The Song: Habits by Tove Lo

infidelitytovelo

This song isn’t a great fit for the plot. The book is about a woman in a stable but boring relationship who knows she isn’t cut out for the straight and narrow, so she has an affair with a married writer who is all kinds of wrong for her. The song is about a heartbroken woman who’s trying to fuck the pain away. The common thread is recklessness. And sordidness: there’s a great passage in Infidelity about how you begin an affair in fancy hotel rooms and work your way down, till you’re alone in a seedy motel. And Tove Lo is super sordid:

Pick up daddies at the playground
How I spend my day time
Loosen up the frown,
Make them feel alive
Oh, make it fast and greasy
I’m numb and way too easy

I admit, this is another one of those songs I love to sing in the car. Usually alone, sometimes accompanied by my two year old who loves to sing the “ooh ooh ooh ooh” part.

In writing this, I remembered that I don’t own Infidelity. I will probably change that. My last “affair” was much lower stakes than this, seeing as there were no marriages or kids involved, but Fowles gets that sickly sweet feeling just right.

B is for Bookstravaganza

Ordinarily things like #GivingTuesday annoy me. Like, we already have a perfectly good day with “giving” already in it, can’t we use that? But today it works in my favour. I’m doing Bookstravaganza this year and I hope to convince a few people to give to Edmonton Public Library’s Welcome Baby Program.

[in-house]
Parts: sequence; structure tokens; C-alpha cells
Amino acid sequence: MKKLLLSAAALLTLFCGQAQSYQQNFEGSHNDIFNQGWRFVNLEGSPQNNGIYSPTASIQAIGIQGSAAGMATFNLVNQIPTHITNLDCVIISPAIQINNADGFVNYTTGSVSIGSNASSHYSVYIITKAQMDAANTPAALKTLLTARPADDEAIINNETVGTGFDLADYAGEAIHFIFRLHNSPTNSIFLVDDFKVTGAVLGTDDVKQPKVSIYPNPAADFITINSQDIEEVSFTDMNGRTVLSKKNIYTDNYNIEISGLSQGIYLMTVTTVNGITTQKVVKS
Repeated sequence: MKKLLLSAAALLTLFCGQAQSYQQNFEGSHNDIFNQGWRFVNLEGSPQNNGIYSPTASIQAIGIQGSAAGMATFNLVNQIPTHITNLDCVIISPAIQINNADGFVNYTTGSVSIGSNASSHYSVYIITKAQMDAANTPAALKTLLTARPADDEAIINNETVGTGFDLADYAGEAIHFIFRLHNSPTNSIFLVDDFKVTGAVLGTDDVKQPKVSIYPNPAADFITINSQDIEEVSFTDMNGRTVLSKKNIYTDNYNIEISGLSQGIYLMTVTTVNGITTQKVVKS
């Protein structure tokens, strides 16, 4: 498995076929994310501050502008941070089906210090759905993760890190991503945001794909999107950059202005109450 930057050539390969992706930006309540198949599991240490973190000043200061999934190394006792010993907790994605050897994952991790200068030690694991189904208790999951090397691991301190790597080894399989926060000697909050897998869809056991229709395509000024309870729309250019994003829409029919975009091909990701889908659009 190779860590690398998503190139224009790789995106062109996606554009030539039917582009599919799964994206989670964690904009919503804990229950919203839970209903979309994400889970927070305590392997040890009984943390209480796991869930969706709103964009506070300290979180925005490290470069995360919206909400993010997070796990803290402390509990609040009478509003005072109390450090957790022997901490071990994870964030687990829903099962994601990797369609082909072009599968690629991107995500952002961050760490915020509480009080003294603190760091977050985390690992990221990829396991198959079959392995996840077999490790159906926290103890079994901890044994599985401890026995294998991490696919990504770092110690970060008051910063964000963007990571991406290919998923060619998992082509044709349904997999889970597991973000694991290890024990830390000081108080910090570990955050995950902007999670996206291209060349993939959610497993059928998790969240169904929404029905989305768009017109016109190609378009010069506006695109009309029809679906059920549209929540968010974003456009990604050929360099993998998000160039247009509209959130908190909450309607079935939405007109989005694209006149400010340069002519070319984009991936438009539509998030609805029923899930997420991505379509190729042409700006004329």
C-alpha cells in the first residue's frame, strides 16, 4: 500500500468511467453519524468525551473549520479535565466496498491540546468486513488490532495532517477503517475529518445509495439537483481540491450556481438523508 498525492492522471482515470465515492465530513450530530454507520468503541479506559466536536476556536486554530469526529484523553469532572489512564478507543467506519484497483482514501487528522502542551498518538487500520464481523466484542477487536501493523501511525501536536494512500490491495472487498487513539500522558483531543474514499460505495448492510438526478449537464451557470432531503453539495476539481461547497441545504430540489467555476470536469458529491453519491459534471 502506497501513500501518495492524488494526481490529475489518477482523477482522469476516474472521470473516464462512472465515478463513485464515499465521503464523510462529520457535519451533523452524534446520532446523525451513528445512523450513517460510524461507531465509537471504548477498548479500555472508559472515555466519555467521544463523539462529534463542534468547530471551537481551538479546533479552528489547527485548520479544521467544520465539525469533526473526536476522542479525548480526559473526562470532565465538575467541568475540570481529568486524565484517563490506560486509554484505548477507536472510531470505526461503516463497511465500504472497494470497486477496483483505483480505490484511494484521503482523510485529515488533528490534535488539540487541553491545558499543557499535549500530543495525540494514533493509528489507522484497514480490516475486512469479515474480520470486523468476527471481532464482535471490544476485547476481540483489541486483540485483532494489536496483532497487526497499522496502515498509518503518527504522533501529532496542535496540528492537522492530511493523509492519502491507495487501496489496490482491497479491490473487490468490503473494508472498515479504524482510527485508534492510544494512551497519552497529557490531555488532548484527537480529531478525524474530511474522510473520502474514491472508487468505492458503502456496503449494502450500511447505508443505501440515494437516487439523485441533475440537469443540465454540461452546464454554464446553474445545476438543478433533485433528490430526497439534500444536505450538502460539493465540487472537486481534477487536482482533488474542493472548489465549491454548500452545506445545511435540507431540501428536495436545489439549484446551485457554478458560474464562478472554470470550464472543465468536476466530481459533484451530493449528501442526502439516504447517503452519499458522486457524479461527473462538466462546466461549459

I wrote about the Welcome Baby program and what it means to me here.

I wrote about Bookstravaganza last year. It’s basically a readathon with a charity component.

Find out how to donate here. You can donate a set amount, or pledge an amount per book I read & review this month. My goal is ten books and that’s pretty optimistic, so this doesn’t have to cost you much.

Here are the books I’m going to read:

What, me worry?

What, me worry?

If nothing else, follow the Bookstravaganza blog for daily mini-reviews of interesting books. Some of these people are crazy, or possibly on drugs, because they’ve already finished multiple books and it’s day two! Cheer me on, guys!

Novellas in November 2014 Update #2: Santa Rosa, North East, Bartleby the Scrivener

Fuckin' A.

Fuckin’ A.

Check out my introductory post here, and follow along with participants The Wandering Bibliophile and Write Reads.

Santa Rosa and North East by Wendy McGrath
My rating: 2.5/5 stars
Goodreads

I’m new to verse novels and I don’t think they’re my thing. I enjoyed Karma by Cathy Ostlere, which was very structured and straightforward, but I struggle with books like these, or, like Corey Greathouse’s Another Name of Autumn, which tend more towards stream of consciousness. Kind of verse, kind of not. I can’t find the right pace for reading and I lose track of the story.

The subject matter, and the characters, and the setting, are all of interest to me. In Santa Rosa and North East, we witness the crumbling of a marriage and an Edmonton neighbourhood through the eyes of a five year old. Child narrators are tricky. At times Christine seemed too savvy for her age, too empathetic maybe. I can’t help but compare to my own five year old. Maybe there are depths to him that I don’t see yet.